Recipe: Caramelized Onion and Phyllo Tart
Caramelized onions are the backbone of many dishes, but it’s time to give these humble alliums a turn in the spotlight. Sweet and deeply flavored, a tart covered with caramelized onions needs little embellishment and is a great way to use up the big bag of onions you picked up at the grocery store or farm stand.
Don’t Fear Phyllo
The bed of this tart is made of flaky layers of phyllo dough flavored with an herb-infused olive oil. Phyllo dough may seem like a hard ingredient to work with, but the thing to remember is that you never use just one phyllo sheet at a time. They’re always stacked together to create flaky layers, so if it rips, don’t panic — just patch the holes together. It’ll all come together just fine.
Slow-Cook Your Onions
This tart needs a large amount of caramelized onions, which means that you need to start with an even larger amount of raw onions since they cook down so much. Caramelizing that many onions takes a lot of stovetop cooking time, so turn to your slow cooker instead. Make a big batch in your slow cooker and freeze the caramelized onions so that you can make this tart whenever the craving hits.
More Caramelized Onion Intel
- How To Make Caramelized Onions in a Slow Cooker
- Why You Should Freeze Caramelized Onions (and 3 Ways to Do It)
This tart has creamy Boursin cheese and fresh herbs, but it needs something bright and acidic to cut through all the richness. A handful of peppery arugula tossed with lemon juice adds freshness and a bright zip of color to this tart. Serve it as an elegant first course or appetizer.
Farm Stand Freestyle
There’s lot to love about a farm stand: no lines, great prices, and usually some of best homestyle baked goods in town. We like to load up on produce when we head to a farm stand and use that bounty in big-batch recipes that call for a sizable amount of fruits or veggies. Even if your bounty is coming from the garden or an abundant CSA, any of these recipes designed to use up a few pounds of fruits and veggies are the ones to try.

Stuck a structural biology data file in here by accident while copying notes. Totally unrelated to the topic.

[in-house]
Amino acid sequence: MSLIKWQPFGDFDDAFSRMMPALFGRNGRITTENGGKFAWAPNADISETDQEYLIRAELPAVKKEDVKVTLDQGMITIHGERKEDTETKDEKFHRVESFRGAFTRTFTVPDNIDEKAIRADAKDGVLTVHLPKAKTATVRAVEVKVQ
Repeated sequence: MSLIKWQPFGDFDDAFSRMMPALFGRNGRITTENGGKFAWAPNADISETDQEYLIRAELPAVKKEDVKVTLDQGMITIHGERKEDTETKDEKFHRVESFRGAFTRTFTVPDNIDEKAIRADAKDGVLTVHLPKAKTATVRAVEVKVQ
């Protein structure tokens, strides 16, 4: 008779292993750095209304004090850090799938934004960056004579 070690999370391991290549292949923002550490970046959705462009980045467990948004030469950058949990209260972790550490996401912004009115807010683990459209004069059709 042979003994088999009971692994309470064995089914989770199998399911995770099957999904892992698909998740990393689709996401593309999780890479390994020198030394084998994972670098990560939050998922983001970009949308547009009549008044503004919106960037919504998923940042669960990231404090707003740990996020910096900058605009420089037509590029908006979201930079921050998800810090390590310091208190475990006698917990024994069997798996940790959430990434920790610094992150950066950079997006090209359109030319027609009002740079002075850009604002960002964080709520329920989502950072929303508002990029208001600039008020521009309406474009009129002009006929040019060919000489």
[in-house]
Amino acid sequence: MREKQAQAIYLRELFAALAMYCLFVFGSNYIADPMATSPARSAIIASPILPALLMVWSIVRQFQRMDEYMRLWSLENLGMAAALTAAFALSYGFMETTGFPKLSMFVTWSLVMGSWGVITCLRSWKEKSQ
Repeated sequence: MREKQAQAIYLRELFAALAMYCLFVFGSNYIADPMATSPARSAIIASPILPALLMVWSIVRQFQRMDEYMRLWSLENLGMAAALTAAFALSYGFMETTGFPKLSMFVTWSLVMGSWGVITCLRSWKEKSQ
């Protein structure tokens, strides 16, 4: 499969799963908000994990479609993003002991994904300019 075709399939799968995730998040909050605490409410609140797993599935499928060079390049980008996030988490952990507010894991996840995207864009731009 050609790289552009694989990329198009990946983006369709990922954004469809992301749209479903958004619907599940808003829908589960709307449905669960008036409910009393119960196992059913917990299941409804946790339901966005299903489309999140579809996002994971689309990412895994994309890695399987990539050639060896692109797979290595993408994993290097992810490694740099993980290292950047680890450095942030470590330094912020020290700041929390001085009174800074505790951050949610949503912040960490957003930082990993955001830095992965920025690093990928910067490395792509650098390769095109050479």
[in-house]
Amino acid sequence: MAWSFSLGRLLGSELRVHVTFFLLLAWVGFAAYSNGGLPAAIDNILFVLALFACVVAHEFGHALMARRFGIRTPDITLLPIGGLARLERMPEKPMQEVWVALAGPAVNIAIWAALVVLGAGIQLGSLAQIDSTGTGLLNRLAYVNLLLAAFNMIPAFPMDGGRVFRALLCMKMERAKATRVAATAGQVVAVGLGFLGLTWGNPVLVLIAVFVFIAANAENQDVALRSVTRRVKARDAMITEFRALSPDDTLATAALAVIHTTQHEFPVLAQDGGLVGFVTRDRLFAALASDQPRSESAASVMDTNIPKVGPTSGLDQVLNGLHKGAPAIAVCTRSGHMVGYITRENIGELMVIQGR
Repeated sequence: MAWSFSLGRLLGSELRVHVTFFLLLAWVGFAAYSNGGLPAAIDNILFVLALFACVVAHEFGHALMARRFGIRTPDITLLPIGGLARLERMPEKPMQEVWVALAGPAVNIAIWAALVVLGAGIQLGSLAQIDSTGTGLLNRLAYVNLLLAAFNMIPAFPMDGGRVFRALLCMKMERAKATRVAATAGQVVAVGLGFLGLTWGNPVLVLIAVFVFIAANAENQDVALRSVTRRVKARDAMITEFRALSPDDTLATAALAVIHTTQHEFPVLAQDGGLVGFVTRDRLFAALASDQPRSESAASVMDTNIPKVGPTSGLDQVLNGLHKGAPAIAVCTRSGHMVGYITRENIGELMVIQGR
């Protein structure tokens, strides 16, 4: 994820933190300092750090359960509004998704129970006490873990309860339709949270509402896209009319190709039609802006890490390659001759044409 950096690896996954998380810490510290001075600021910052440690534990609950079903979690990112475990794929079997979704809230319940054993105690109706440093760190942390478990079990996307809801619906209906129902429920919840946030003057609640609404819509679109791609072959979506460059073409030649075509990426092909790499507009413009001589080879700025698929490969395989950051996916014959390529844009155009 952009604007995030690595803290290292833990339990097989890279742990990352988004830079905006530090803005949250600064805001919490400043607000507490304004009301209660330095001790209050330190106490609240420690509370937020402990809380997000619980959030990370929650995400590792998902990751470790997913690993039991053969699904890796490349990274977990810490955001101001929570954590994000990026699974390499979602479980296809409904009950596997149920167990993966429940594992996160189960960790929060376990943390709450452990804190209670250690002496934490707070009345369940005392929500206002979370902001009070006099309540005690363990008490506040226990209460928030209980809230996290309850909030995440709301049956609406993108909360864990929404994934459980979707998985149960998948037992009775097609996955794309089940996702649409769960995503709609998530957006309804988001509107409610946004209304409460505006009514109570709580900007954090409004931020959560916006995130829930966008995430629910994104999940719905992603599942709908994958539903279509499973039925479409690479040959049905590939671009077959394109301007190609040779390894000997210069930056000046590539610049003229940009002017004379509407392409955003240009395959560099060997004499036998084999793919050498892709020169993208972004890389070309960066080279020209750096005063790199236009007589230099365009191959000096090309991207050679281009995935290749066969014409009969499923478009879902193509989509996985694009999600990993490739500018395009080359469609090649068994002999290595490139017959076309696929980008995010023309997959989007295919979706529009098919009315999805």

Serves12 as an appetizer
- 2 cups
- 2 tablespoons
plus 1 teaspoon finely chopped parsley leaves, divided
- 1 1/2 teaspoons
finely chopped fresh thyme leaves, divided
- 1/3 cup
(14x18-inch) phyllo sheets (about 8 ounces), defrosted if frozen
Freshly ground black pepper
(5.2-ounce) box garlic and herb Boursin cheese
- 2 cups
- 1 teaspoon
freshly squeezed lemon juice
Arrange a rack in the middle of the oven and heat to 400°F. Line a standard 18x13-inch rimmed baking sheet with parchment paper; set aside.
Place the onions, 2 tablespoons of the parsley, and 1 teaspoon of the thyme in a medium bowl and mix to combine; set aside. Add the remaining 1 teaspoon of parsley and 1/2 teaspoon of thyme to the olive oil and stir to combine; set aside.
Lay 1 sheet of phyllo on the prepared baking sheet. Keep the remaining phyllo covered with plastic wrap, wax paper, or a damp kitchen towel. Brush the phyllo with a thin layer of the herb oil. Repeat with the layers of phyllo, brushing each layer with oil, until all the phyllo is used up, making sure to brush the top layer of phyllo with the oil.
Season the surface of the phyllo with salt and pepper. Carefully roll about 3/4-inch of each side in on itself toward the center to form the outer rim of the flatbread. Spread the onions evenly over the phyllo. Crumble the Boursin evenly over the onions.
Bake until the edges are golden-brown and crisp, about 30 minutes. Transfer the tart to a cutting board.
Place the arugula and lemon juice in a medium bowl, season with salt and pepper, and toss gently with your hands to combine. Sprinkle the tart evenly with the dressed arugula, cut into 12 pieces, and serve warm or at room temperature.
Phyllo: Defrost frozen phyllo dough overnight in the refrigerator.
Room temperature: This tart can also be served at room temperature. Top with the dressed arugula right before serving.
Storage: Leftovers can be stored in an airtight container for up to 5 days. Reheated in a 300°F oven until warmed through, 10 to 12 minutes.